Positivism Doctrine

Positivism Doctrine

Positivism, the doctrine that all knowledge relates to observable facts and relationships about phenomena whose nature or origin can be accepted without questioning. The doctrine was first expressed by the French philosopher Comte in the nineteenth century; his aim was to observe historical phenomena and to infer from them scientific 'laws of motion' of society corresponding to those of the national sciences. This notion, and its corollary that from such 'laws' it is possible to predict the 'path' of social change have been extensively criticized in recent years, notably in the works of Professor Karl Popper.

Post hoc ergo propter hoc, a Latin phrase meaning 'after it, therefore because of it'. Used by logicians and economists to draw attention to the fallacy of supposing that because B follows A, A is the cause of B. For example, if a fall in the price of a commodity follows the levy of a tariff on imports, it does not follow that the tariff caused the fall in price. The tendency is for a tariff to raise prices. If after a tariff the price fell, it would probably have fallen even more if the tariff had not been applied. The fallacy is a logical trap winch non-economists discussing economic aspects of social or industrial activity are apt to fail into.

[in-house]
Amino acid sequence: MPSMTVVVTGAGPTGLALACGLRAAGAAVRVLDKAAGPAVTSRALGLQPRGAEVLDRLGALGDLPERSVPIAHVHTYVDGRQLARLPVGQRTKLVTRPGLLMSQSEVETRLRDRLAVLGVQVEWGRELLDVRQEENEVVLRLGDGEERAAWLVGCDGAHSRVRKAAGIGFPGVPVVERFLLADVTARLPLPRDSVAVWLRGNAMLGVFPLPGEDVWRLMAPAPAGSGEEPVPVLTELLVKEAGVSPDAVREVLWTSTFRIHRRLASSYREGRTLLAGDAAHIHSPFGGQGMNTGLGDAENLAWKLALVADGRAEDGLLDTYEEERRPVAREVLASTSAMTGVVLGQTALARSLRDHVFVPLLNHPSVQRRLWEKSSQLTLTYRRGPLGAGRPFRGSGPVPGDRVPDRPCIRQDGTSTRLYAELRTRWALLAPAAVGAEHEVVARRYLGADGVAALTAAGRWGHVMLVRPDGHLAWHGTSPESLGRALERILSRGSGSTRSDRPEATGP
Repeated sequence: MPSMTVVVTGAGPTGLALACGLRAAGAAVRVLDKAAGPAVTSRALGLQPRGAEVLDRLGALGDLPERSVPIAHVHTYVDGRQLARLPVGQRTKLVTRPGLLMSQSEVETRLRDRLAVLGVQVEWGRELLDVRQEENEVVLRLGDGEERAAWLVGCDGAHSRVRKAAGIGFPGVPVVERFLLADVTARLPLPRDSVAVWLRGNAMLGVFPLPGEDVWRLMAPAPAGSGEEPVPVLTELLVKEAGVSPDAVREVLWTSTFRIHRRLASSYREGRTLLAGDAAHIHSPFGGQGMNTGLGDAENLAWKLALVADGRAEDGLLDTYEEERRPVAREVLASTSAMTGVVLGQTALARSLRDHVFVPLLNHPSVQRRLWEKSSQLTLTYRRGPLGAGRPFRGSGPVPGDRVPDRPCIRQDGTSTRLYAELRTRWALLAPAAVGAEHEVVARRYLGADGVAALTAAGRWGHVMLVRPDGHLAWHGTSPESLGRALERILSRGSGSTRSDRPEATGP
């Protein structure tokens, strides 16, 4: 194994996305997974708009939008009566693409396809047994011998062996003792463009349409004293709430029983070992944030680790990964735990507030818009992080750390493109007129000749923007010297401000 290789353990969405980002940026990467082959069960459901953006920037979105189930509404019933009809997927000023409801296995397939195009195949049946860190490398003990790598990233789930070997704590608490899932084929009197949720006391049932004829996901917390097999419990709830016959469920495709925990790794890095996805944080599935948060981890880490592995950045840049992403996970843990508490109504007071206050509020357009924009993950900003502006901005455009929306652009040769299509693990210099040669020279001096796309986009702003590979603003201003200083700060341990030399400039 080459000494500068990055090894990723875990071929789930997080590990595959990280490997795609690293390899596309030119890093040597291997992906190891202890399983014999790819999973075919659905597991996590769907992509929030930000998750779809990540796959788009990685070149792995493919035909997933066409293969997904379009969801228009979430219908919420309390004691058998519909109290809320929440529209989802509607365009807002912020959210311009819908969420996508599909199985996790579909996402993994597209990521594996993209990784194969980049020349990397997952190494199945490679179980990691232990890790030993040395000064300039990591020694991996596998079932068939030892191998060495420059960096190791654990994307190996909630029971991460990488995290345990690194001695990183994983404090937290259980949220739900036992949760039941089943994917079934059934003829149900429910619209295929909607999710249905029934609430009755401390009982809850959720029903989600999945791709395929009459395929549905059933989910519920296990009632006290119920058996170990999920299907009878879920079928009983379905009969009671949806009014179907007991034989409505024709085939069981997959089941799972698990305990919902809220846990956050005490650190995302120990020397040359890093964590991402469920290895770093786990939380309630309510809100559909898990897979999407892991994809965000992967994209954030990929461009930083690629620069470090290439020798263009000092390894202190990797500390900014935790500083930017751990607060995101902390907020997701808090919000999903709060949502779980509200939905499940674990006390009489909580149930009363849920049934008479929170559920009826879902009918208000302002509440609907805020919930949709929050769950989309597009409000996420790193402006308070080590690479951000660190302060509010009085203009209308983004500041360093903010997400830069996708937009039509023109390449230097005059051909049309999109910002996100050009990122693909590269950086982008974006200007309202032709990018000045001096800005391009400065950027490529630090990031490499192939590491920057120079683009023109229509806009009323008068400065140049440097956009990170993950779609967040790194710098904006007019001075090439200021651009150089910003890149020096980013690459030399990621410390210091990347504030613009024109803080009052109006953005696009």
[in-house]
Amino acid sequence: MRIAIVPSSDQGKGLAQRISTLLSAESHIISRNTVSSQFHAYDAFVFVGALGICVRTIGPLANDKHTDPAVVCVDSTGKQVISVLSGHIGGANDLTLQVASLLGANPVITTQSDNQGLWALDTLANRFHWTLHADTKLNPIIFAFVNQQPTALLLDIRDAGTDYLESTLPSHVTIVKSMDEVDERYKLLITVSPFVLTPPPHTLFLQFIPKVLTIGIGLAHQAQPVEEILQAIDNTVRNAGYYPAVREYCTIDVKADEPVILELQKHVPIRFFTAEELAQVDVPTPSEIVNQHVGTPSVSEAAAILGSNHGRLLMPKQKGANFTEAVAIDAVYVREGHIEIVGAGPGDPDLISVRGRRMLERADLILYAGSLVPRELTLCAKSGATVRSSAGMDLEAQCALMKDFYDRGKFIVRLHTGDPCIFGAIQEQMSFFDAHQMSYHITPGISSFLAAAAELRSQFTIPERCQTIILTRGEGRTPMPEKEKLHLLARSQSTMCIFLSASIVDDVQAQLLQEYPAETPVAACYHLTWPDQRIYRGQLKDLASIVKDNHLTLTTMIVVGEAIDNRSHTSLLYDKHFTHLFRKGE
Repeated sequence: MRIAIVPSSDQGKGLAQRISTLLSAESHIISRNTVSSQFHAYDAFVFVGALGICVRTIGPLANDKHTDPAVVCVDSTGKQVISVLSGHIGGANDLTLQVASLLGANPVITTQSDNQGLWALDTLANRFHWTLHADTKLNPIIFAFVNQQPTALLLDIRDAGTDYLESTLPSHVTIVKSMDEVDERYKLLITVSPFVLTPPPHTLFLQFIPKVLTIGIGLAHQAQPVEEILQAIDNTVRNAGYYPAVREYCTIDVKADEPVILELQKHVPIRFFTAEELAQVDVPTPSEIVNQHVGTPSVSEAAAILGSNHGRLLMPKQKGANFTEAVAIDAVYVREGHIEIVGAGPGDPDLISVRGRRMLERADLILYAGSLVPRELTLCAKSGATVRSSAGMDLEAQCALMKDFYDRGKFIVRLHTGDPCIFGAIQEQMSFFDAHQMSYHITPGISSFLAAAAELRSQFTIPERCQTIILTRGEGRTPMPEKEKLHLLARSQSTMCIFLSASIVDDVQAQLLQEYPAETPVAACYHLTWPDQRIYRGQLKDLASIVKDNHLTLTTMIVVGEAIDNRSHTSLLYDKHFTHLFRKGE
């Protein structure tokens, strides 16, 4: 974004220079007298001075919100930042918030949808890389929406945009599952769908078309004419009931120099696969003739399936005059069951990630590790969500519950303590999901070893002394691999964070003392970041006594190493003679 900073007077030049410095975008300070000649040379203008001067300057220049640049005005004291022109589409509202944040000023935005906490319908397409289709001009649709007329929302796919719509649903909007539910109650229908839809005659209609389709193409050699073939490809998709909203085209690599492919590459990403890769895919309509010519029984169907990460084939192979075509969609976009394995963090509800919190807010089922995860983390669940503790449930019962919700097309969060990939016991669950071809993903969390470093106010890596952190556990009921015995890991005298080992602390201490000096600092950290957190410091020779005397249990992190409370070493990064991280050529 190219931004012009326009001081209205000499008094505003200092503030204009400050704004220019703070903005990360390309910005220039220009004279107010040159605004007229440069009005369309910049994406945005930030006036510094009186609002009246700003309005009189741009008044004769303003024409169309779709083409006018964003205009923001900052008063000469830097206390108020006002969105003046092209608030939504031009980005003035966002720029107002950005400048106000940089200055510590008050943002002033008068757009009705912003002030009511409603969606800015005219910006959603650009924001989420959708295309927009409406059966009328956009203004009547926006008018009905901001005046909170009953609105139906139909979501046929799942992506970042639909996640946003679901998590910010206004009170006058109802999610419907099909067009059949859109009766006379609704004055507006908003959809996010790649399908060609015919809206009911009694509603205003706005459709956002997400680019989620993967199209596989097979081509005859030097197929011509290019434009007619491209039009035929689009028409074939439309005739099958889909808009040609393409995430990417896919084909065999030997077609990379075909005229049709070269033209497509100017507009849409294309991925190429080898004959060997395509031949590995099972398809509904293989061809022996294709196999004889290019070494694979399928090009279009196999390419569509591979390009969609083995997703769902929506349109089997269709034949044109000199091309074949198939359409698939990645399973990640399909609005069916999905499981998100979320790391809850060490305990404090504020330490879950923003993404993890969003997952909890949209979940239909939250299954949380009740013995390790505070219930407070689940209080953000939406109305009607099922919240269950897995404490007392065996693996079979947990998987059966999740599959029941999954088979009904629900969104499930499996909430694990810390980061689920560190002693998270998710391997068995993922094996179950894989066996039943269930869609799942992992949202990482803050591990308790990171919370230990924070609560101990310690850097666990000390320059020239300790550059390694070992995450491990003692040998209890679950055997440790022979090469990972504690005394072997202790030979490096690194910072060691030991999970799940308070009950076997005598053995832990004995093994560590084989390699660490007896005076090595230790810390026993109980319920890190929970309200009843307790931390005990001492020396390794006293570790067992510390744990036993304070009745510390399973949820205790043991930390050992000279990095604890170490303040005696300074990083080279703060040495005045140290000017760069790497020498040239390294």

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Since then his writings have in turn been increasingly reinterpreted as a special case both by some followers and by some economists who had not wholly accepted his writings. The content of economics is in a state of change, and this consumeraffairs.org.uk site is therefore not a final statement of economic doctrine.

Economics is in the last resort a technique of thinking. The reader will therefore need to make an intellectual effort, more substantial for some web entries than for others, to get the most interest and value out of this website.